Alfa -both Giffgaff and Tesco plus Cellnet/Lebara work on the o2 network depending on the sim cards. Giffgaff is a mobile online VIRTUAL network operator . Giffgaff customers complain they dont receive the same data bandwidth and availability privileges in a like for like fashion as o2 customers, tethering is restricted . Giffgaff do admit while coverage is good there are some areas where the 3G/4G signal is weak or unobtainable. “Unlimited ” data is advertised but it is a traffic managed system called Traffic Flow -ie- speed restricted to 256Kps (8am-midnight) . I have stuck to basic info here if anybody want deeper tech . info it can be supplied whether it will be of relevance to the general public is another matter as I have been pulled up in the past for being “too technical ” ?

Guest

At least Giffgaff make it clear about their unlimited data service: “*Speed restrictions apply to our Always On data after 6GB of data usage.”

If you are criticised for being too technical, maybe the answer is to summarise key points and give some links to help anyone who might want detailed information.

I looked at MVNOs a few years ago but at the time they did not all offer a 4G service. We have moved on.

Guest

Putting both phones together, the 2G Nokia on o2 has 4 notches of signal, the 4G (probably working as 3G) Samsung has 1 notch.

You can download an app to boost o2 but it won’t work on giffgaff or a Symbian operating system.

Data usage at home is not a problem as it would use my home broadband.

Guest

I checked up earlier on 2G Alfa because of complaints from people living in remote areas that they cant pick up -3G and 4G- a pipe dream. the industry has set a target of removing 2G and also 3G by the early 2020,s causing widespread anguish and upset in many places , it is of coarse reliant on HMG being “happy ” about it. You know 2G has a better “spread ” of signal Beryl.

Guest

I think you mentioned this before, Duncan. Though I regularly use mobile data, I would have thought that the first priority would be to make and receive phone calls.

Guest

The first priority in the operators eyes is profit Wavechange and, as you know a lot more commercial data can be transmitted via 4G and the latest 5G bringing in many more shekels but although thats the aim it isn’t set in stone due to customer unrest forcing the attention of HMG who, as usual will do a propaganda exercise like the -move to digital radio for a “better ” signal – er –yes ????? but really the same end more commercial data , would you like programmes with your adverts — sir ? Guess what Wavechange ? there is a 5G .co.uk website up already -“power your world -slick ! actually mentioning -2020 and yes HMG is already involved Dept. of “Culture” ( what commercials ?) rolling out to major cities and yes due to higher frequencies more masts will need to go up and limited by any obstruction greater than lower frequencies . Now think money is put into 5G but what about 2G+3G coverage already not that good in rural areas , you can visualise the uproar already. Guess what they even admit rural areas will take a long time to get 5G sounds like FTTP -when we can afford it. : https://5g.co.uk/coverage/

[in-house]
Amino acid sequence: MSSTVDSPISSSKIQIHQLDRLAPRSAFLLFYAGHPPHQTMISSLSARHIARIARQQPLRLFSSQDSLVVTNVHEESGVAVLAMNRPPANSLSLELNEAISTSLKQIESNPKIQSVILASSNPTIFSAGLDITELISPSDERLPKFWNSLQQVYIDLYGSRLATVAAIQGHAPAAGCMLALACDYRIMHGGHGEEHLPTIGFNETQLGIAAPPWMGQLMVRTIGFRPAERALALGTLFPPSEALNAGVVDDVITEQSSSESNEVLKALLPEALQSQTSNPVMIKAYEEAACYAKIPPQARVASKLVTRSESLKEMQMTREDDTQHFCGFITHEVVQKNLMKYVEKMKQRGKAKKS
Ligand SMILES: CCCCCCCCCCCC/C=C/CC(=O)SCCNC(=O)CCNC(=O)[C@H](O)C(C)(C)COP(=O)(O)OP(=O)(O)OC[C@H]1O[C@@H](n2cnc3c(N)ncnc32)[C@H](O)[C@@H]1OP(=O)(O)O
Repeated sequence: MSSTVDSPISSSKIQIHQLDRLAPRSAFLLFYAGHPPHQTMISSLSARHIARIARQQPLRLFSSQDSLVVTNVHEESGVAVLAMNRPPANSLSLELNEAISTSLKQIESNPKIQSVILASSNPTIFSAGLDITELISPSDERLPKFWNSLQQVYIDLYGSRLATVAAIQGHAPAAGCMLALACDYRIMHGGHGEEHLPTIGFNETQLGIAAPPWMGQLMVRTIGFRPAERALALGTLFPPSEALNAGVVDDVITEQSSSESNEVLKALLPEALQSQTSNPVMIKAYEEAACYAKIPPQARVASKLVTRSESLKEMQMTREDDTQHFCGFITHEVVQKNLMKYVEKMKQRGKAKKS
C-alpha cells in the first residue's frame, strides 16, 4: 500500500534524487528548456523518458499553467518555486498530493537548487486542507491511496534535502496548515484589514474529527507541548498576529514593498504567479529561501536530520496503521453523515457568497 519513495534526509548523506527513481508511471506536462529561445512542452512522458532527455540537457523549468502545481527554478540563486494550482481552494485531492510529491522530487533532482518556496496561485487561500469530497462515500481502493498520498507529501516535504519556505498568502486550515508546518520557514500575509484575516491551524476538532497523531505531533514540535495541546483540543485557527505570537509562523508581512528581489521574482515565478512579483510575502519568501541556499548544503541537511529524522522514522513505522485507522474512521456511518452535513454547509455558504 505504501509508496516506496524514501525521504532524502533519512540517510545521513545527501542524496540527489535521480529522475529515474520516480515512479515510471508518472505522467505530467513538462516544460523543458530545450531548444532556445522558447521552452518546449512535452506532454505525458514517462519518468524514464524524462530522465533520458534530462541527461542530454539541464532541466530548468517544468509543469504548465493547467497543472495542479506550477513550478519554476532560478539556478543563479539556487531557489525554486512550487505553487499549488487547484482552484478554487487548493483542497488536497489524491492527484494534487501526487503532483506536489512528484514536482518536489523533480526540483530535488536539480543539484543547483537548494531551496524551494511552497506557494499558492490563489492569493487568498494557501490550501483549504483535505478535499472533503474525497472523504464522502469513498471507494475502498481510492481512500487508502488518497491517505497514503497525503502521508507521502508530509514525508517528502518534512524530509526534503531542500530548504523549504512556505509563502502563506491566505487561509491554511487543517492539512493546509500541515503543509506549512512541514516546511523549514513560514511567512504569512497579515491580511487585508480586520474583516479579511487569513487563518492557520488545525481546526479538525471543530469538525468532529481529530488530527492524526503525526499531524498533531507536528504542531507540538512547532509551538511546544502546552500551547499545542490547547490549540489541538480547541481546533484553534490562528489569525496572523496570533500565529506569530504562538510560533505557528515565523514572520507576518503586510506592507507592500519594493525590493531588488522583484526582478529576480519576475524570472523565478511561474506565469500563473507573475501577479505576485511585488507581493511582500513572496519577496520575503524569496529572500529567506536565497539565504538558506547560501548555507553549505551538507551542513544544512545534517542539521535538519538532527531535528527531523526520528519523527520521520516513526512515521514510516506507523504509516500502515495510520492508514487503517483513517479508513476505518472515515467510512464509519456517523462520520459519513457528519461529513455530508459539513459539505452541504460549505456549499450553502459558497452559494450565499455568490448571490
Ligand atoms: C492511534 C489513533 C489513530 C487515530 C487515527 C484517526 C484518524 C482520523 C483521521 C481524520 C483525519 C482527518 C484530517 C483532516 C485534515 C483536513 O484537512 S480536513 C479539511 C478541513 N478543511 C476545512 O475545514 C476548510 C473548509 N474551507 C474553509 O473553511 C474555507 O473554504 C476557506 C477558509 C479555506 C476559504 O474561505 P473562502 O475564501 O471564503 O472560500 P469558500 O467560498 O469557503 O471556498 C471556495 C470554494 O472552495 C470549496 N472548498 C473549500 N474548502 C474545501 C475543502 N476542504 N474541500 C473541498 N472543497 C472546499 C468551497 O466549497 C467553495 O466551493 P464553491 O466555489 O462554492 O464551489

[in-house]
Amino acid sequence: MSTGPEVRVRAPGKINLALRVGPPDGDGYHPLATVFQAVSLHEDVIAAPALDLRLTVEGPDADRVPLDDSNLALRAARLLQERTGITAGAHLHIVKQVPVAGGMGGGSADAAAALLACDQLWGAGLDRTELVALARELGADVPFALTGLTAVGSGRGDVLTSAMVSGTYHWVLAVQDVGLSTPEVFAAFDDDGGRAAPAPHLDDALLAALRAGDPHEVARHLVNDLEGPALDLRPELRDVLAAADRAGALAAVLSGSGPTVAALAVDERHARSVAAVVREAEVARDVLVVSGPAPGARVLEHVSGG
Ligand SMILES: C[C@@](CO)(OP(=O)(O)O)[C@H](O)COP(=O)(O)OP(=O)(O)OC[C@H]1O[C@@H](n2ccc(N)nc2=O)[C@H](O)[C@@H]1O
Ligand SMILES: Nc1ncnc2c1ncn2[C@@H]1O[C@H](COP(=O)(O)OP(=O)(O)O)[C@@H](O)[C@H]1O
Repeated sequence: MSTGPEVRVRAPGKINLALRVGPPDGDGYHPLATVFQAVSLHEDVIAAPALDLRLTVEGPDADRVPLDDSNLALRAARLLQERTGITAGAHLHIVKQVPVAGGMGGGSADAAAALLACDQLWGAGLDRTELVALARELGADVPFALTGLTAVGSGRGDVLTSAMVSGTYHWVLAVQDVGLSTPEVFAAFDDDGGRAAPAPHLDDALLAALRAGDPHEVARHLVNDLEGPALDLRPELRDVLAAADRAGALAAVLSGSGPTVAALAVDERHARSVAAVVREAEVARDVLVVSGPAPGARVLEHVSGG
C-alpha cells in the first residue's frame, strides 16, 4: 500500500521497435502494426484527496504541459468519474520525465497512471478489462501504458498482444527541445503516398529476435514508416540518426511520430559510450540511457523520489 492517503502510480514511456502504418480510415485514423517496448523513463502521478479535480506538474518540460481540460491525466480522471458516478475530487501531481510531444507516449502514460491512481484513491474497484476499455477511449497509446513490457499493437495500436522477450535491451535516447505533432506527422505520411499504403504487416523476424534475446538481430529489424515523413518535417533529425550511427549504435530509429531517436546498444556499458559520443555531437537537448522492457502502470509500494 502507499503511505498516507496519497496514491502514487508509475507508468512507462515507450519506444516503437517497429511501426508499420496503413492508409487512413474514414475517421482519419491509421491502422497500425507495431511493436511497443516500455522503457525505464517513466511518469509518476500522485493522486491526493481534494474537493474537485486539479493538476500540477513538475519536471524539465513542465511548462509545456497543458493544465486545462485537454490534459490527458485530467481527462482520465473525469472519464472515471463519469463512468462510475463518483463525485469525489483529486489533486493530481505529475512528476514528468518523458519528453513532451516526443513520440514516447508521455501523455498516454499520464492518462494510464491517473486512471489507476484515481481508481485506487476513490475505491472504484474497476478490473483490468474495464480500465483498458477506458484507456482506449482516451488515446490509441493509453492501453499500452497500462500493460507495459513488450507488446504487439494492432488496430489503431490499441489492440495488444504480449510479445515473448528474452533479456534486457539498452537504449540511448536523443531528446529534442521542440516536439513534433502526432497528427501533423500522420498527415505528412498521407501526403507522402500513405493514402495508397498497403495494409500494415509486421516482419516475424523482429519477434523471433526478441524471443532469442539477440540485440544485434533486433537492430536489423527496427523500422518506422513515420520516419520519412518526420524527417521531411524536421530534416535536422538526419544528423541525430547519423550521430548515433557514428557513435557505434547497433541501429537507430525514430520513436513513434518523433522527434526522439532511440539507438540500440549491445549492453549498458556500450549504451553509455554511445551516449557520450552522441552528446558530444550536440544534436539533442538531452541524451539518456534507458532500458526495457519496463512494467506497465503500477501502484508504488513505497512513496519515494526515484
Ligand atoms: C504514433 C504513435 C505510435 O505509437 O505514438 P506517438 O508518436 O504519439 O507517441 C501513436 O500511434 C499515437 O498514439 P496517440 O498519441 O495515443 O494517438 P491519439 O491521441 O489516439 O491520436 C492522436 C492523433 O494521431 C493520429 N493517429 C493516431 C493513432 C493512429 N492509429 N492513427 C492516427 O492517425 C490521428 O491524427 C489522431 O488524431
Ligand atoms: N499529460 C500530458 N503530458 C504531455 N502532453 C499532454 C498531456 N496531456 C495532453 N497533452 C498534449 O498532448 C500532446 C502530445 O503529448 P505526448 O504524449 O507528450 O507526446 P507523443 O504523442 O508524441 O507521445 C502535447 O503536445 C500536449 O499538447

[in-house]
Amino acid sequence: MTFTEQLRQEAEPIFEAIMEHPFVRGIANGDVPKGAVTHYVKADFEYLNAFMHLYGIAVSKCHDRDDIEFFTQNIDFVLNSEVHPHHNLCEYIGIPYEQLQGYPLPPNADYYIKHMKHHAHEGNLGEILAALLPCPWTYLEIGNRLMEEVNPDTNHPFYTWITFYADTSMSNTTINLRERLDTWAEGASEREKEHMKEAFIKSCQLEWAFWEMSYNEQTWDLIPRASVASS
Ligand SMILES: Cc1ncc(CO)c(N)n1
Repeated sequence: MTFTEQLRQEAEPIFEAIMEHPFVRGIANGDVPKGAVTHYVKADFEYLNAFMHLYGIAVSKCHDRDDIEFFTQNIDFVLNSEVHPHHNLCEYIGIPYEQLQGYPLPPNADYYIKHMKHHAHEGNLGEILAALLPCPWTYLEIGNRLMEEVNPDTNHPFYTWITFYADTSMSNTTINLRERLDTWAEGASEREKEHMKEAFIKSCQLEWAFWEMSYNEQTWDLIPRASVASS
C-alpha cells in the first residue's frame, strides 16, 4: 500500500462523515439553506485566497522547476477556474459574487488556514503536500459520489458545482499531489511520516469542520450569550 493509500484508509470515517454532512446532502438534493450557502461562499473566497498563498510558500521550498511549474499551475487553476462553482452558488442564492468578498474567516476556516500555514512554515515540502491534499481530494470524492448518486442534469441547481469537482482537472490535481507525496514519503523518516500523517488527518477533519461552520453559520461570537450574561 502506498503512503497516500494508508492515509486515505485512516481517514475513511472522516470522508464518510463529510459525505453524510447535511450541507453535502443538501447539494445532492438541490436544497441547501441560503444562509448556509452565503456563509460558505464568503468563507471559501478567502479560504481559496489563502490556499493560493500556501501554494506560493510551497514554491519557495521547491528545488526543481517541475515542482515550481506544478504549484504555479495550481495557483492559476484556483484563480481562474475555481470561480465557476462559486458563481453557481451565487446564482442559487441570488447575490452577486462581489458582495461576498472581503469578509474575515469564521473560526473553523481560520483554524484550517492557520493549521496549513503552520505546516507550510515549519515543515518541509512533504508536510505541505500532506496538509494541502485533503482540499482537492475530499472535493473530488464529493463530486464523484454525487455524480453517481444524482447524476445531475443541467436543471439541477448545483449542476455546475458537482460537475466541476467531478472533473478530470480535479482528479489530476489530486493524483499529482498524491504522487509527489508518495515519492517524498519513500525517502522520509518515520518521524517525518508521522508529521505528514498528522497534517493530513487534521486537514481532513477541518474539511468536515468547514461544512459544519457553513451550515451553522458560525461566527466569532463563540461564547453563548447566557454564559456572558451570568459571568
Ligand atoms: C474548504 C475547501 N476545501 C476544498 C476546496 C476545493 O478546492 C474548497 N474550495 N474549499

Guest

Typically, a giffgaff calls and data package costs about half the price of an equivalent O2 one.

So anyone who wants (or needs) the best possible service from the O2 network should subscribe to O2 not giffgaff.

Guest

Cant argue with that practical logic DerekP .

Guest
David Taylor says:
23 May 2017

4G?
Would just be nice to have a phone signal!

Guest

Good one David !

Guest

I posted on another convo that the EU is supplying free State of the Art Wi-Fi equipment for areas that cant receive broadband and are not being supplied by free/commercial companies . Vouchers will be given to all EU members/citizens but not the UK. This will enable you to obtain a signal after that it is up to you and a provider to pay for service . It is the EU,s aim for every citizen to obtain broadband reception. This isn’t a political comment but a fact!

Guest

For those who may disbelieve my post above its on many news websites including the USA but I am sure nobody is going to argue about what the EU Commission says in an official statement , so straight from the “horses mouth ” click on : https://ec.europa.eu/digital-single-market/en/

Guest
bishbut says:
26 June 2017

I lived before all this Tech and I know how to manage without it .Very useful but people depend on it when it is never reliable at all .Slow down do not rush through life not everything needs to happen at once most can usually wait a short time .Do not depend on just one thing , think and consider the alternatives there quite often more than one